Brighton & Hove Albion
Newcastle United
3:00 PM UTC
Game Details
Sheffield Wednesday
Sheffield United
ESPN3 12:15 PM UTC
Game Details
AC Milan
LIVE 28'
Game Details
1:00 PM UTC
Game Details
Real Sociedad
6:45 PM UTC
Game Details
Bayer Leverkusen
Hamburg SV
4:00 PM UTC
Game Details
7:00 PM UTC
Game Details
Sporting Kansas City
LA Galaxy
6:00 PM UTC
Game Details
Atlanta United FC
Montreal Impact
9:00 PM UTC
Game Details
Portland Timbers
Orlando City SC
12:00 AM UTC Sep 25, 2017
Game Details

Tootle's 'slug' goal celebration

The Toe Poke
By ESPN Staff

Japan coach Okada calls for 'total football'

TOKYO, Jan 2 (Reuters) - Japan coach Takeshi Okada is planning to follow the Dutch blueprint of 'total football' in a bid to make an impact at the 2010 World Cup.

Okada, who led Japan to their first World Cup finals appearance in 1998, took charge again last month after Bosnian Ivica Osim suffered a stroke and fell into a coma.

'If I had the same players as (Arsenal manager) Arsene Wenger, gave them the same instructions and training, there is no guarantee it would work,' Okada told a Japanese newspaper.

'But in terms of technique and work rate, Japan are world-class, so I want to build a team that plays in a way that can make an impact at the World Cup.'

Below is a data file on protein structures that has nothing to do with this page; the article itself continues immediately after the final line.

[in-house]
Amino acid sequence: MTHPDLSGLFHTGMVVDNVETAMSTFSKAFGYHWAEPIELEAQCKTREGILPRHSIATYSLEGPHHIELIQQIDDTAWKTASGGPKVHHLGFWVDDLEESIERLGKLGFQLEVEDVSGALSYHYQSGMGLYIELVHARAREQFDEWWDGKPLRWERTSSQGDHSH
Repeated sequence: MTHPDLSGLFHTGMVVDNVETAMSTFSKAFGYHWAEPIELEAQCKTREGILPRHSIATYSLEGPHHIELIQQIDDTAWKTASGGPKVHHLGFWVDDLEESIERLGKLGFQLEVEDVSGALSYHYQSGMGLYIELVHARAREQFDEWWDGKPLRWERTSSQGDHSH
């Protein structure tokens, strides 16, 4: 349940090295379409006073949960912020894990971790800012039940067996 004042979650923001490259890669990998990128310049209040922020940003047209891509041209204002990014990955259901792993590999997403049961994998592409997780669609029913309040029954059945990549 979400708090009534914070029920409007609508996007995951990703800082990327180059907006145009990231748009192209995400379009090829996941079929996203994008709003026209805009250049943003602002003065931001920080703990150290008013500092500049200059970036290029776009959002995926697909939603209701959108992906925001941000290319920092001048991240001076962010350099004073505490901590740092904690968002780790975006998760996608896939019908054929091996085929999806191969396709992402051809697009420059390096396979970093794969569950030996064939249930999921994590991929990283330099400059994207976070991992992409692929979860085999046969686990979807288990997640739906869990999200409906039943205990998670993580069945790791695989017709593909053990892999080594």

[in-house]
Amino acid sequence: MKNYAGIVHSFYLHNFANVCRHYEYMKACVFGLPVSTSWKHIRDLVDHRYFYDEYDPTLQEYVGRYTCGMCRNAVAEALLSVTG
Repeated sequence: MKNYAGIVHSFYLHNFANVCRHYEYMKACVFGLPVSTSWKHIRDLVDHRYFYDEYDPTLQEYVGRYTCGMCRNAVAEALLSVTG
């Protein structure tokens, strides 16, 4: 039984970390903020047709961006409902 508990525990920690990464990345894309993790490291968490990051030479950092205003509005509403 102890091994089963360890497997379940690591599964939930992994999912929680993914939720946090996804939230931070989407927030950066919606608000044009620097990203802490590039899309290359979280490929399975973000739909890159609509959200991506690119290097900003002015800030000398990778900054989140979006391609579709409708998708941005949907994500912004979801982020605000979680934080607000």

The 51-year-old added: 'I think perhaps Japan can play similar to Holland's 'total football' and dramatically switch their tactics. I go to work with that dream.'

Okada's side begin their qualifying campaign for the 2010 World Cup in South Africa next month with a home match against Thailand in Group Two, which also includes Bahrain and Oman.

'The qualifiers are important of course but it's a comparatively easy group,' Okada told Japan's Sports Hochi daily.

'That's not to say it will be easy.'

Despite grand ambitions of his own, Okada refused to criticise Brazilian Zico, who oversaw Japan's meek exit from the 2006 World Cup in Germany.

'Japan hit a wall at the 2006 World Cup after a rapid improvement,' said Okada. 'It's very difficult to sustain that rate of growth.'

Okada first took charge of Japan in 1997, salvaging the side's qualifying campaign for the finals in France the following year after previous coach Shu Kamo was fired.

However, Japan's World Cup debut ended in three successive defeats and Okada was replaced by Frenchman Philippe Troussier.

'If you build a wall with no reinforcement it will fall down,' said Okada. 'Japan did improve a lot very quickly but there is still room for improvement.'